FYI.

This story is over 5 years old.

Entertainment

This Artist Plans To Build A Self-Assembling House On The Moon

Mikael Genberg's "Moonhouse Art Project" aims to give the expression, "Get off my lawn," a whole new meaning.
May 29, 2014, 8:00pm

It's no small secret that the United States government owns and operates a secret military base on the moon— it's no secret, at all, really, because it's completely untrue. Even the most rudimentary lunar structures present notoriously difficult challenges to engineers, due, in no small part, to the lack of gravity.

One art collective, however, led by intrepid Swedish artist/entrepreneur Mikael Genberg, aims to change this sad fact, by raising $15,360,000.00 in funds expressly dedicated to install a self-assembling "moonhouse" on the Earth's favorite nighttime light source.

Says Genberg in a video detailing the project (above), "We saw this as a perfect example of joining up together, doing something that nobody ever expected, that private people would try to do; put the first house on another planet. Putting a house on the moon really should be impossible, but through crowdfunding, through the Internet, through there being enough individuals going together proving this, that means that we can do anything."

According to the so-called Moonhouse Project, the house, a 9square meter replica of a standard red-and-white Swedish cottage, will be set to commence its one-way trip come October 2015. Hitching a ride on SpaceX's Falcon9 spacecraft, with the aid of Pittsburgh-based robotics and design company, Astrobotics, the Moonhouse will be delivered as a payload, plopped onto the moon's surface. Using a combination of gases and hydraulics, it will self-assemble into the first-ever "democratic art project in space where everyone is welcome to participate and help create a unique symbol for what people together can achieve."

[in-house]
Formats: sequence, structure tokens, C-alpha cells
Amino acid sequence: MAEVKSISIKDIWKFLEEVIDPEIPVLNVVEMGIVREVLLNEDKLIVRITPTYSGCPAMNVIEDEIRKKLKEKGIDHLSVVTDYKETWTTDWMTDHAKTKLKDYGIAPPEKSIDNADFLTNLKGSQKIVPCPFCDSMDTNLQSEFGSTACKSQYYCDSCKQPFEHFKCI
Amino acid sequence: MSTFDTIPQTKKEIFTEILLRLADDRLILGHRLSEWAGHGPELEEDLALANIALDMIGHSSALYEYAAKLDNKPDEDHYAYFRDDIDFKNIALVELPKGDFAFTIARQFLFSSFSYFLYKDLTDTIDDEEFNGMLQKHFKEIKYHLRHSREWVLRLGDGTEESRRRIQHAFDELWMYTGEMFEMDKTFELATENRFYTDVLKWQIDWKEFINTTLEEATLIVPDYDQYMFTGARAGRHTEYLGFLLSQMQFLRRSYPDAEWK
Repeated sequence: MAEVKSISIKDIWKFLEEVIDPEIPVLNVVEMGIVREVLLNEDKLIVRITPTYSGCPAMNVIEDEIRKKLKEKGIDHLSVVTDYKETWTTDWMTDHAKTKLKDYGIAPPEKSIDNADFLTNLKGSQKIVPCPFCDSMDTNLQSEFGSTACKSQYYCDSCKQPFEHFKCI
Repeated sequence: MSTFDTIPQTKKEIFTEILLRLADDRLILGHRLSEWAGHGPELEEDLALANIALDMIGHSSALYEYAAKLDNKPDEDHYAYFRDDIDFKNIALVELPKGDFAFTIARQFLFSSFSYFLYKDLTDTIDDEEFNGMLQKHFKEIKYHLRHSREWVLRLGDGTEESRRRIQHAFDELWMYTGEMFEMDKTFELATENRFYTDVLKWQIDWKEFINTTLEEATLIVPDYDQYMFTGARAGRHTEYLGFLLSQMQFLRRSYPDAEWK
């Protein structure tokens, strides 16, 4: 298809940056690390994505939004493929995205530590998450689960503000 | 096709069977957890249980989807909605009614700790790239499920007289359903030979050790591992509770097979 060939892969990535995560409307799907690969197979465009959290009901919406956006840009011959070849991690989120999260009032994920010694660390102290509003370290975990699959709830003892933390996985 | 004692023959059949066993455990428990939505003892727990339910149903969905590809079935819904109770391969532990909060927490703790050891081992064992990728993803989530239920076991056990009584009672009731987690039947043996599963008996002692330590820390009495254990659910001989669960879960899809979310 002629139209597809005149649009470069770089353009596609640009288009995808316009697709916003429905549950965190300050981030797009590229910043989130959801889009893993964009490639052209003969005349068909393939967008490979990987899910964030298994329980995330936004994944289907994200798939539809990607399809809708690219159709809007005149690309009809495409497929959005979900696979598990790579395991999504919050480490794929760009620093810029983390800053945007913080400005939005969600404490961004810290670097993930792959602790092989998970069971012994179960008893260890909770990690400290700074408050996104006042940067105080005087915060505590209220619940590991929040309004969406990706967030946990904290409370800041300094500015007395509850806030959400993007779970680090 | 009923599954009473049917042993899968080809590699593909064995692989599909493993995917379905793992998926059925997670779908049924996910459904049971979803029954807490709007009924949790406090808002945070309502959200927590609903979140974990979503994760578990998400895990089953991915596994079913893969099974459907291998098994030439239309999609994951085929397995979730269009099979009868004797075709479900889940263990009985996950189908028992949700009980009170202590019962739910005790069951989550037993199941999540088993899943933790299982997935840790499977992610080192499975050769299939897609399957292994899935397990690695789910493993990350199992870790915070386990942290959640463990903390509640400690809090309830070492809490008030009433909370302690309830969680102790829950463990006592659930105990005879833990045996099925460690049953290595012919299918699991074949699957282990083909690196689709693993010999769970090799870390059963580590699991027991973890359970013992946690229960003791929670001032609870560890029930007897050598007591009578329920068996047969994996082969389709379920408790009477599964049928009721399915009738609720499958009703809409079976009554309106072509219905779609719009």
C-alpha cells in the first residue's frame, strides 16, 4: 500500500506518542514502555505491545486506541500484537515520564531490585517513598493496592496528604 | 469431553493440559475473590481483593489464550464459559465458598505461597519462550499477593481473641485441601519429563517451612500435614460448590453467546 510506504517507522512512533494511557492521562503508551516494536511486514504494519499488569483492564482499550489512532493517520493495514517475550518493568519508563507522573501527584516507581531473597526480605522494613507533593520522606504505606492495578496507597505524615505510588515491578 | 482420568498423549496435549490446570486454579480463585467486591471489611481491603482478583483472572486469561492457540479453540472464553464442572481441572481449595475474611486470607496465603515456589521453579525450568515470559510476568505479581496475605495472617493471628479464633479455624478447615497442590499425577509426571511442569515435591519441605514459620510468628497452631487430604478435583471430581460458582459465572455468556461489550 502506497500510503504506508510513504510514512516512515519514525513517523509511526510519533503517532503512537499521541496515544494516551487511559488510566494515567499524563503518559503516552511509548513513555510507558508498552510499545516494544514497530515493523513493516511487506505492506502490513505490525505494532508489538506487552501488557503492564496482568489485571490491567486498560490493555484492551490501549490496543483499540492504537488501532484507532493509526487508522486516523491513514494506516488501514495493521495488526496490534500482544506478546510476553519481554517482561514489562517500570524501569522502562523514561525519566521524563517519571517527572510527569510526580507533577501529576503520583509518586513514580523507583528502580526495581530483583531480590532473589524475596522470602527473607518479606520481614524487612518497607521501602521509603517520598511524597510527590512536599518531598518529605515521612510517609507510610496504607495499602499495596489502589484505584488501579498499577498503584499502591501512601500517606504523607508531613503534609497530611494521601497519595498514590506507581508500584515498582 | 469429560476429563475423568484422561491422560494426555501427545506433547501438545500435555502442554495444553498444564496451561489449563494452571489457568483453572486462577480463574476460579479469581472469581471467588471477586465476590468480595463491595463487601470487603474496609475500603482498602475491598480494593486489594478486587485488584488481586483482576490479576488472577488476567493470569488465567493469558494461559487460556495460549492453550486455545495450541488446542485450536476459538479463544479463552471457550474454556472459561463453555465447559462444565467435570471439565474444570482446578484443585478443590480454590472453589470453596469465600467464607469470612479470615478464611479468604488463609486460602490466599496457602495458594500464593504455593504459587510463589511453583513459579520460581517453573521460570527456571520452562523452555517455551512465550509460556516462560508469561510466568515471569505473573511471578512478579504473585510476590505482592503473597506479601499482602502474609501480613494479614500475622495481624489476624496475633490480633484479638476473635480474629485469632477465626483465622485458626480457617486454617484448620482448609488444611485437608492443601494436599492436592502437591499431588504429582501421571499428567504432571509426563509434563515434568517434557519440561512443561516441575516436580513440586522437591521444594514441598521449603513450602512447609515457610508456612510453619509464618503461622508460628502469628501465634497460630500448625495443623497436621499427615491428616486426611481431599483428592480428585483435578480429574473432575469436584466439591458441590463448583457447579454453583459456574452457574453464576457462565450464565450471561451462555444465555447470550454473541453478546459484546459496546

Advertisement

While the Moonhouse is already 75% constructed, the Moonhouse Project is still a couple lightyears away (get it?) from achieving their crowdsourcing goal. Below, check out a rendering, infographic, and current image of Astrobotics' payload construction to get you geared up for launch. If the project does succeed, Genberg better throw the largest house-warming party of all time.

To learn more about how you can aid in the construction and delivery of the Moonhouse, head on down to TheMoonhouse.com. h/t Designboom

Related:

Space Photographer Explains How To Shoot The Milky Way In Light Polluted Skies

Visualizing The Hidden Cosmos | The Making Of "Dark Universe"

Astronaut Makes Zero Gravity Light Art From Space